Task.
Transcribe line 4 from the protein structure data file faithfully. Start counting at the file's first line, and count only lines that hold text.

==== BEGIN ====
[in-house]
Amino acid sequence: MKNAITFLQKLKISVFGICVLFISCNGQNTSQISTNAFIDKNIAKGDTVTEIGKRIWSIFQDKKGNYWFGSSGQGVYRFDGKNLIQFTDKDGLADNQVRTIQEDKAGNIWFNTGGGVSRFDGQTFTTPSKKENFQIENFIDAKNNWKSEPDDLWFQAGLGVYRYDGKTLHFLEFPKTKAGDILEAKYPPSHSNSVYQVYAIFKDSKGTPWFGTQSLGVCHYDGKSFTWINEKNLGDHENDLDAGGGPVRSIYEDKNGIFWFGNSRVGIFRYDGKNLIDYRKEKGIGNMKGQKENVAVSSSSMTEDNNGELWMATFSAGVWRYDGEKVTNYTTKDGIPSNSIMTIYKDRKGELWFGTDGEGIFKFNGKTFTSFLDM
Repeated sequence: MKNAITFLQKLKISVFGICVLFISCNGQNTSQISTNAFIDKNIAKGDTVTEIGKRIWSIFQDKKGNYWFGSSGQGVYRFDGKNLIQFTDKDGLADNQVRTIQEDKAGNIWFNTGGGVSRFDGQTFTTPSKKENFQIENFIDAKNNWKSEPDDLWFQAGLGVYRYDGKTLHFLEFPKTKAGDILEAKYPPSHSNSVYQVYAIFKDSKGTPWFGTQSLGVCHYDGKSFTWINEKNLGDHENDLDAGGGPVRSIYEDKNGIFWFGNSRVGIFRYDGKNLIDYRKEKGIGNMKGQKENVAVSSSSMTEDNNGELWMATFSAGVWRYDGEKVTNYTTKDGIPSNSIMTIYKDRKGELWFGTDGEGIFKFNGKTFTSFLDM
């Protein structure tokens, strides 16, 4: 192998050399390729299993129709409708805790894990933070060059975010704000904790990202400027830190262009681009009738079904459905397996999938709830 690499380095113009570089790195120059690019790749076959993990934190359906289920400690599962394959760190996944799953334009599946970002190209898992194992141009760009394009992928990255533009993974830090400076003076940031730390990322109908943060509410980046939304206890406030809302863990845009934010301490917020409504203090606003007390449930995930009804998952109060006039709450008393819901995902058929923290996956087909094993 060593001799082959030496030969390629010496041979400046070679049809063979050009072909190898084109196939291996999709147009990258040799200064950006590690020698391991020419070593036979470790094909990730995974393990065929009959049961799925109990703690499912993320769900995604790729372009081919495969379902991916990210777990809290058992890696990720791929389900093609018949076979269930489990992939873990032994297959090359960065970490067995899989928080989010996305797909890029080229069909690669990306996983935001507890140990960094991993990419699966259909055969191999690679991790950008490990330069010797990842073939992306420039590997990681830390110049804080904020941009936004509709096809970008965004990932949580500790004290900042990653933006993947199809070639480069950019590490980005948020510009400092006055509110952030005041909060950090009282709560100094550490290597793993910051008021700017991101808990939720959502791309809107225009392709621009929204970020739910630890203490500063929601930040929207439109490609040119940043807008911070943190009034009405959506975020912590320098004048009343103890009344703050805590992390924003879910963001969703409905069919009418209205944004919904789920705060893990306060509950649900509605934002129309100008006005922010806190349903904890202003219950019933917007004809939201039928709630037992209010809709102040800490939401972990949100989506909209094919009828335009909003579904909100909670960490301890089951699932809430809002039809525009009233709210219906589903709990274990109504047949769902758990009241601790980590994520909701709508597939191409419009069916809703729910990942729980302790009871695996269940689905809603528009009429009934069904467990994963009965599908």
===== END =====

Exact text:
């Protein structure tokens, strides 16, 4: 192998050399390729299993129709409708805790894990933070060059975010704000904790990202400027830190262009681009009738079904459905397996999938709830 690499380095113009570089790195120059690019790749076959993990934190359906289920400690599962394959760190996944799953334009599946970002190209898992194992141009760009394009992928990255533009993974830090400076003076940031730390990322109908943060509410980046939304206890406030809302863990845009934010301490917020409504203090606003007390449930995930009804998952109060006039709450008393819901995902058929923290996956087909094993 060593001799082959030496030969390629010496041979400046070679049809063979050009072909190898084109196939291996999709147009990258040799200064950006590690020698391991020419070593036979470790094909990730995974393990065929009959049961799925109990703690499912993320769900995604790729372009081919495969379902991916990210777990809290058992890696990720791929389900093609018949076979269930489990992939873990032994297959090359960065970490067995899989928080989010996305797909890029080229069909690669990306996983935001507890140990960094991993990419699966259909055969191999690679991790950008490990330069010797990842073939992306420039590997990681830390110049804080904020941009936004509709096809970008965004990932949580500790004290900042990653933006993947199809070639480069950019590490980005948020510009400092006055509110952030005041909060950090009282709560100094550490290597793993910051008021700017991101808990939720959502791309809107225009392709621009929204970020739910630890203490500063929601930040929207439109490609040119940043807008911070943190009034009405959506975020912590320098004048009343103890009344703050805590992390924003879910963001969703409905069919009418209205944004919904789920705060893990306060509950649900509605934002129309100008006005922010806190349903904890202003219950019933917007004809939201039928709630037992209010809709102040800490939401972990949100989506909209094919009828335009909003579904909100909670960490301890089951699932809430809002039809525009009233709210219906589903709990274990109504047949769902758990009241601790980590994520909701709508597939191409419009069916809703729910990942729980302790009871695996269940689905809603528009009429009934069904467990994963009965599908």